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DVD Review: The Whip And The Body / Conspiracy Of Torture

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Midnight Choir, a new DVD label (and sub-label of Johnny Legend’s Legend House label), has already made a name for themselves with their initial release, a dynamic double-pairing of classic Italian flicks from horror maestros Mario Bava and Lucio Fulci.

The Whip And The Body (La Frusta E Il Corpo) brings us one of several memorable collaborations between acclaimed director Mario Bava (perhaps best known for his epic Gothic nightmare Black Sunday) and the ever-popular actor Christopher Lee. Originally released in the U.S. under the decidedly silly title What! (which surely must have been the censors’ reaction to the regular title), The Whip And The Body is a lushly-photographed ghost story with a little bit of good ol’ fashioned S&M thrown in for good measure.

Kurt (Lee), the banished and disgraced eldest son of the Menliff estate, decides to return home one night, citing his arrival is to congratulate his younger brother Christian (Tony Kendall, the star of numerous Kommissar X films in Germany) upon his marriage to the seductive Nevenka (Daliah Lavi, the best-looking 007 ever!), who at one point was betrothed to Kurt.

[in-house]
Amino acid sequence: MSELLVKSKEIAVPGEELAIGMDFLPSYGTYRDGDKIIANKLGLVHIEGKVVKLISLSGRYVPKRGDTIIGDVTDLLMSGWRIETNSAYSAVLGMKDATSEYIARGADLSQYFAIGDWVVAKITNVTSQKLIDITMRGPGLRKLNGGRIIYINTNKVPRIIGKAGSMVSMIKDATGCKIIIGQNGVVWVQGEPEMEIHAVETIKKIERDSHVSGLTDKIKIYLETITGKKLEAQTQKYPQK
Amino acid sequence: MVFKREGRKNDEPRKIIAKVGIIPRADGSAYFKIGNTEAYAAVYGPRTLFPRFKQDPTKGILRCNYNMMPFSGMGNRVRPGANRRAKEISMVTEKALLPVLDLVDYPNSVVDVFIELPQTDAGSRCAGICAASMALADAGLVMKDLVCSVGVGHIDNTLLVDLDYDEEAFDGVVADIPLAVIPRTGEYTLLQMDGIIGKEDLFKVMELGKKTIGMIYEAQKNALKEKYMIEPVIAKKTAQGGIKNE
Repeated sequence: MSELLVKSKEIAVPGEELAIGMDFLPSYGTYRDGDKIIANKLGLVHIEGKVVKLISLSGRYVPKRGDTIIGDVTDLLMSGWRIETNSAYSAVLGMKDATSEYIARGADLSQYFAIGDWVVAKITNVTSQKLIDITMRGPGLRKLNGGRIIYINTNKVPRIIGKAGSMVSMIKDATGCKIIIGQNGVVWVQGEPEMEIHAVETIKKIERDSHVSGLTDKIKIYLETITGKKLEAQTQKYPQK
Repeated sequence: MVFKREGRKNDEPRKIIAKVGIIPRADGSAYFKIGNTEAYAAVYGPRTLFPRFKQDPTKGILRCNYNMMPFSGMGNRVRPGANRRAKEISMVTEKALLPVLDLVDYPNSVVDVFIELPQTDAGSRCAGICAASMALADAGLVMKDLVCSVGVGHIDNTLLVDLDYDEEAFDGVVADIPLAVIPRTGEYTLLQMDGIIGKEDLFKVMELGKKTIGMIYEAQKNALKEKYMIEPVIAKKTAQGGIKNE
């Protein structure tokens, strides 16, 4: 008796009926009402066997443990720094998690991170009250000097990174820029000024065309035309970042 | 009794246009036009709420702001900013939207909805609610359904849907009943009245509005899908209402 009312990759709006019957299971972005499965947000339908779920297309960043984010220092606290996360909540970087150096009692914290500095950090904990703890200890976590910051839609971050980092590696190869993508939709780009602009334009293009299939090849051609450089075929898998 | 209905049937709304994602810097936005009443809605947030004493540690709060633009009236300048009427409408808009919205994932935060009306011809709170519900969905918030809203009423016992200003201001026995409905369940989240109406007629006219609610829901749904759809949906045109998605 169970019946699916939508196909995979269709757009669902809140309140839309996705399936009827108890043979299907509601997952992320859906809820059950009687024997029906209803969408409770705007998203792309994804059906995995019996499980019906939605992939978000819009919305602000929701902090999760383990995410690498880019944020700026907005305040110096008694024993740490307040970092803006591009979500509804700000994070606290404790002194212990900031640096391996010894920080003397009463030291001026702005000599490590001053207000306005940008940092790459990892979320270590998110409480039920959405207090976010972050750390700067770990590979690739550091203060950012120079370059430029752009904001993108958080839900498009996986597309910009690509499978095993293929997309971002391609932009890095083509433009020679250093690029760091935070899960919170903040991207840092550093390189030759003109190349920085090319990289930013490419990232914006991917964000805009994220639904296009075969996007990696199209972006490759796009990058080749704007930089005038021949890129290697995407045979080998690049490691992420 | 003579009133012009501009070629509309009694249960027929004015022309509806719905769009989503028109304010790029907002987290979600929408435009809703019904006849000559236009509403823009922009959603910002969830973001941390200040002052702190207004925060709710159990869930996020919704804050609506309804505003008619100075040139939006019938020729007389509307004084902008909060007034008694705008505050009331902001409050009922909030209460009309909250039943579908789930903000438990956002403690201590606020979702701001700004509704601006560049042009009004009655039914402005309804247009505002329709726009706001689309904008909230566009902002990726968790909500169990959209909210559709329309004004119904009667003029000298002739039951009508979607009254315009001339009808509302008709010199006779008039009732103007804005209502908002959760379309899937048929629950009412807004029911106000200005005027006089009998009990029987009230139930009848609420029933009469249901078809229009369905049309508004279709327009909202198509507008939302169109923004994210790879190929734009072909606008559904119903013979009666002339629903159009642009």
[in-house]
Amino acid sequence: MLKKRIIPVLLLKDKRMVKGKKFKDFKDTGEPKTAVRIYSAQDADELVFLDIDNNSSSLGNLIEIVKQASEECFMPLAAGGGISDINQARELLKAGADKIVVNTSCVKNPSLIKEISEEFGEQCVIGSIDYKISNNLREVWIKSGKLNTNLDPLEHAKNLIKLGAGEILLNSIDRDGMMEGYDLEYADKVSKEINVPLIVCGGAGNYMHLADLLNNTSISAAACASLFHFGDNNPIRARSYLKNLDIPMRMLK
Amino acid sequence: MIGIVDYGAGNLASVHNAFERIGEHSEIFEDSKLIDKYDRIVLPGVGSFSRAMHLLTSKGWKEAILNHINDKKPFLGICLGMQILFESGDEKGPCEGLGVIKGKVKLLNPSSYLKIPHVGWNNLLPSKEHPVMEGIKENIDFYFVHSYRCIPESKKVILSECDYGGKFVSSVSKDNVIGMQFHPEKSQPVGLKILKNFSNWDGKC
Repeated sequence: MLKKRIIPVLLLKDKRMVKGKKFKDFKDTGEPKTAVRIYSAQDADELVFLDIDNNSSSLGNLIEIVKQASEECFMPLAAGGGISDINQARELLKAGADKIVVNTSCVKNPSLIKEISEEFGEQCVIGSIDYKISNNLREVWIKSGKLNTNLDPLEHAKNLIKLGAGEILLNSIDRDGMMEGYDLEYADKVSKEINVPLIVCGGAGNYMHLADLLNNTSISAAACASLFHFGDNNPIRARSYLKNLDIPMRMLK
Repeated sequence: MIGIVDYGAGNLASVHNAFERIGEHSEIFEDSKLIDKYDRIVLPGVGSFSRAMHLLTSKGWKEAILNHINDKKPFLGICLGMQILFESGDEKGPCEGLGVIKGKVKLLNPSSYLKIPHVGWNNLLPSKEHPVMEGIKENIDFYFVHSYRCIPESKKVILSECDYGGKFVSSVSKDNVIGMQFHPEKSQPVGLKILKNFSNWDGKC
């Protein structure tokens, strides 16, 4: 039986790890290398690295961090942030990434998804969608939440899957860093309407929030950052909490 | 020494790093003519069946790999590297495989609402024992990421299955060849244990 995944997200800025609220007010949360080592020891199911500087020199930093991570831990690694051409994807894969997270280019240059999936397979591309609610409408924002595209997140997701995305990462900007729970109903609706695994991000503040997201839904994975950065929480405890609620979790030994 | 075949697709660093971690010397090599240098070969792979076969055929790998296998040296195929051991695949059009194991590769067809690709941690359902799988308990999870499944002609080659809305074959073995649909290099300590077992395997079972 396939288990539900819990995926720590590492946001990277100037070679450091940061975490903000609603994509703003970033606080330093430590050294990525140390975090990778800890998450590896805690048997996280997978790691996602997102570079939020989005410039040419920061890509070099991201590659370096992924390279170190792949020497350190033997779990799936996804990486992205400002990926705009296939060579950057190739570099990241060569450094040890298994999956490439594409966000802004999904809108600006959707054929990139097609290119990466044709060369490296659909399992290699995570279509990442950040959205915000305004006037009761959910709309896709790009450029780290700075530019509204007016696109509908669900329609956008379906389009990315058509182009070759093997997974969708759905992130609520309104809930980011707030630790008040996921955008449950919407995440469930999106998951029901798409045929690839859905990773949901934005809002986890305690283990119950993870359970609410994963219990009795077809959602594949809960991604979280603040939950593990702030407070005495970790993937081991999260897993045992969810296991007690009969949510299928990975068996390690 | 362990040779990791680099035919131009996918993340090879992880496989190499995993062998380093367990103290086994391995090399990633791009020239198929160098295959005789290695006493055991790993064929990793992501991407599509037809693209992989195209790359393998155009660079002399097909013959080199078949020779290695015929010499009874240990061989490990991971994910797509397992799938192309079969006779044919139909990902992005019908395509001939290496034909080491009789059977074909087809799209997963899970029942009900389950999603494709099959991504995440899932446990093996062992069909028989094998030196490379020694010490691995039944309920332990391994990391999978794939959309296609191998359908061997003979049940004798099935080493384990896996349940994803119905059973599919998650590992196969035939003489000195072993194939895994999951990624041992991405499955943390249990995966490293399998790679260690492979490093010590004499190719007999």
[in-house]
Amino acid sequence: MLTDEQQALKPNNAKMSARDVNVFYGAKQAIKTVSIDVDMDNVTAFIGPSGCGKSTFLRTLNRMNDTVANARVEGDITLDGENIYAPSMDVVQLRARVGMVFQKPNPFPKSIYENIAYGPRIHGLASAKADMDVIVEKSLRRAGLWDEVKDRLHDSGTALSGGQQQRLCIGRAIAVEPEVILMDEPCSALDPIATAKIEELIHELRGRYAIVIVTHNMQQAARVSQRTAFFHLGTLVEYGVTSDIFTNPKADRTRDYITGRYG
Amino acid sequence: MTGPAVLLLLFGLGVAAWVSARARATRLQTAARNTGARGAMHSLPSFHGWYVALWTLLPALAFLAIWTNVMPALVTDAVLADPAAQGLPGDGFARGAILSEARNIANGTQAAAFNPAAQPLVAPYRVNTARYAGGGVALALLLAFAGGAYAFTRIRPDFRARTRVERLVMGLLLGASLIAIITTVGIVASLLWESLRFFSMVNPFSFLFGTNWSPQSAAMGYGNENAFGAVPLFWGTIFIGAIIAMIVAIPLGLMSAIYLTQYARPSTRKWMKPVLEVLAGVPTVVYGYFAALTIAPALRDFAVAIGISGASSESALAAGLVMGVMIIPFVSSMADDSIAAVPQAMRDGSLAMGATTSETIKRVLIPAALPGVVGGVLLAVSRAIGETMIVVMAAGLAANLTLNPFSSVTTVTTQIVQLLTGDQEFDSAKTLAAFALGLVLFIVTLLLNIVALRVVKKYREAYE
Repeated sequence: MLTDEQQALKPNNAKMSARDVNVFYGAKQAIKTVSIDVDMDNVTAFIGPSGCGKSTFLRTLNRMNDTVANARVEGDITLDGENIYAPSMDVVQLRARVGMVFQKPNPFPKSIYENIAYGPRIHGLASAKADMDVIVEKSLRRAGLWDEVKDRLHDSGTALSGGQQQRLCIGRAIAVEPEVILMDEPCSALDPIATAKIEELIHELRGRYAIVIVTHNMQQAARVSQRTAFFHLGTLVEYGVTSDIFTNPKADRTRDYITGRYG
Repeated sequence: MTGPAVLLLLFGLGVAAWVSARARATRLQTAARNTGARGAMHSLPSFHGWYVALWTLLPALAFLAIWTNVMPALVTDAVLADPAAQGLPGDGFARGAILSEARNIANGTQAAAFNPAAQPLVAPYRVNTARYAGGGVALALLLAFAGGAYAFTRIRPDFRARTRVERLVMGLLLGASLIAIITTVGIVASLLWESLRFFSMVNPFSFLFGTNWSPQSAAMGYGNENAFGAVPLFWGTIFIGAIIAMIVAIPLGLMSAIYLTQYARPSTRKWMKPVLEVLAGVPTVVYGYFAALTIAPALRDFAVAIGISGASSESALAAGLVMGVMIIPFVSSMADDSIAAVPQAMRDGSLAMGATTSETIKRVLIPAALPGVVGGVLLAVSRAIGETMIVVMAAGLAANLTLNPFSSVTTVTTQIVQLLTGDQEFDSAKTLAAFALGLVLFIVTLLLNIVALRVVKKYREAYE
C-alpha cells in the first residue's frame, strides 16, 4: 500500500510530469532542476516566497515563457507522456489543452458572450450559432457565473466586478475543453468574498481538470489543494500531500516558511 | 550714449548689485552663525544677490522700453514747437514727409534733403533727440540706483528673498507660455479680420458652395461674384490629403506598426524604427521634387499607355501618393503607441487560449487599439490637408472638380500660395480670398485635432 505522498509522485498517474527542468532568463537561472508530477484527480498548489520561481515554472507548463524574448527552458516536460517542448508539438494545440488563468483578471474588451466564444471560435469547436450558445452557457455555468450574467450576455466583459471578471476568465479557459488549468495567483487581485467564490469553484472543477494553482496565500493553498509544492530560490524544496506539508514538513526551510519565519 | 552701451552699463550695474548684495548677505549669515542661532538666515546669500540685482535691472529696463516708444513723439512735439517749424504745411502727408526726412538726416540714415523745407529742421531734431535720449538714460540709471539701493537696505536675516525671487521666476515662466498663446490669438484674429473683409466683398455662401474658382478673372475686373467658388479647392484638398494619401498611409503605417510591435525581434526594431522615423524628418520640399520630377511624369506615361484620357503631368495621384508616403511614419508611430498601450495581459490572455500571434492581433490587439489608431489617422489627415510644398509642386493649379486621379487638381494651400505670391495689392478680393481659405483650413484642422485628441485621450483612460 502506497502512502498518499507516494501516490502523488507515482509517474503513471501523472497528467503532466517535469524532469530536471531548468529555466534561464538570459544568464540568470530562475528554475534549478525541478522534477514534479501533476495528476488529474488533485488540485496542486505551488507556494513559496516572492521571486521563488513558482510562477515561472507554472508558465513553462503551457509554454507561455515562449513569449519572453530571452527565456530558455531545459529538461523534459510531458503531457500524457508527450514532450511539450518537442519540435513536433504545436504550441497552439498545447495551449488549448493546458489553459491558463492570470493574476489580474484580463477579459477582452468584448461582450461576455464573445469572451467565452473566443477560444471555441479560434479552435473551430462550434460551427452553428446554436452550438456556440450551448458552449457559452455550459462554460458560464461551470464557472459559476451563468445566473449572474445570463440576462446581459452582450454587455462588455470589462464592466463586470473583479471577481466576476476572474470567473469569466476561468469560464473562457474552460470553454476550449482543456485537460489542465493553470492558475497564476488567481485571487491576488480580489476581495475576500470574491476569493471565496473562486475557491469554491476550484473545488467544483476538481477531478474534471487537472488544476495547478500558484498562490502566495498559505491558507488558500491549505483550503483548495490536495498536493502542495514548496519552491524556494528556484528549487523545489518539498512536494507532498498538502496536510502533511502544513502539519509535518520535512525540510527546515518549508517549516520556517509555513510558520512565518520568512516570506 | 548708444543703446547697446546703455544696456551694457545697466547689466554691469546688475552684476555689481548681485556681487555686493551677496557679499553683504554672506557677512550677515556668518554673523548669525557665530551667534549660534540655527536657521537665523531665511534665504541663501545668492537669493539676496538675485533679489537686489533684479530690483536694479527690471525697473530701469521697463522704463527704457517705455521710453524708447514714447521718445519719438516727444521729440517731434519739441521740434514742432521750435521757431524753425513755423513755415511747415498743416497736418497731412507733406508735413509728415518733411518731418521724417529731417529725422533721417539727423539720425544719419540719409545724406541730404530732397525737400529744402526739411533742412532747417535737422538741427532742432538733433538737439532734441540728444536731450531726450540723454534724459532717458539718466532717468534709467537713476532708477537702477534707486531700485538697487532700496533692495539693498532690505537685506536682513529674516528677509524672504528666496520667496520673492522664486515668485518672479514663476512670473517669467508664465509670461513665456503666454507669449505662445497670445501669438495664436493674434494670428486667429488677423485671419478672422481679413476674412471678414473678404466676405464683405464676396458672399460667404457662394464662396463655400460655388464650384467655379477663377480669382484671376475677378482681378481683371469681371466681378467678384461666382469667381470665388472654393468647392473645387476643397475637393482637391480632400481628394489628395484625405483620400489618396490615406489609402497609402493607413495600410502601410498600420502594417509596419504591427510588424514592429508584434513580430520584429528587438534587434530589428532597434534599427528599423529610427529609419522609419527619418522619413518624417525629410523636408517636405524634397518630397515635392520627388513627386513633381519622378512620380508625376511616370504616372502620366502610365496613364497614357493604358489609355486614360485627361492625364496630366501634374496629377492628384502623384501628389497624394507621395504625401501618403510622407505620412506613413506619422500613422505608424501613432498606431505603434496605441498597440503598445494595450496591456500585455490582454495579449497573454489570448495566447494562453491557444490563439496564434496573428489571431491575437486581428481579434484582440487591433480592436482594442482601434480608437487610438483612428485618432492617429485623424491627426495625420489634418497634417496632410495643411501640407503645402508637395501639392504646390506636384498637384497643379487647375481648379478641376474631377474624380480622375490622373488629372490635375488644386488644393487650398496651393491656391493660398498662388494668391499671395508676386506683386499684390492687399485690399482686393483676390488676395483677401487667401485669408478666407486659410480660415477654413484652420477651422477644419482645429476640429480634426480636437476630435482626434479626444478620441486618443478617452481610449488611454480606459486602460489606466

Neither the family members nor the servant of the Menliff household are all that thrilled to see Kurt again. He’s a sadistic, brutal shell of a man, and everyone has good reason to see him dead.

It doesn’t take long for Kurt to make everyone miserable. He insults the staff (including a poor servant, the mother of a woman who committed suicide over him), offends his father The Count, and immediately picks up where he left off with Nevenka – seducing the helpless woman and whipping her into a state of frenzy before having his way with her on the beach. (Bava’s inimitable eye for capturing the natural scenery around him shines through here.)

Soon afterward, Kurt is mysteriously murdered, but continues to torment poor Nevenka – whip in hand. As far as supernatural sadomasochistic movies go, this one’s a winner.

Not to be confused with the Bush Administration or Guantanamo Bay, Lucio Fulci’s Conspiracy Of Torture (aka Beatrice Cenci) marks one of the cult director’s rare period pieces, made long before he found his calling in the likes of horror and giallo movies like Zombi 2, The Beyond, or the epic The New York Ripper. Told in flashback, Conspiracy Of Torture brings us Lucio’s account of the events of Beatrice Cenci (played by lead actress Adrienne Larussa), the daughter of bloodthirsty aristocrat, Francesco Cenci (French great Georges Wilson).

Having lived in Rome for years and committing every sin in the book on a regular basis to satisfy his own depraved lusts (including murder, incest, and the titular torture), Francesco is forced to flee the city when even the church has decided they’ve had enough of his debauchery, and flees to his country castle.

While there, his family members — having grown weary of his increasing collection of “Worst Father Of The Year” trophies — conspire to kill him, to which Beatrice’s secret lover Olimpo (the very wonderful top-billed Tomas Milian, a bit out of his usual Spaghetti Western/Cop roles) is involved.

Strangely enough, the papal police are outraged at Francesco’s brutal death, and brutally torture poor Olimpo (did I mention there was torture in this film?). Eventually, the whole Cenci clan is arrested and sentenced to death by the church.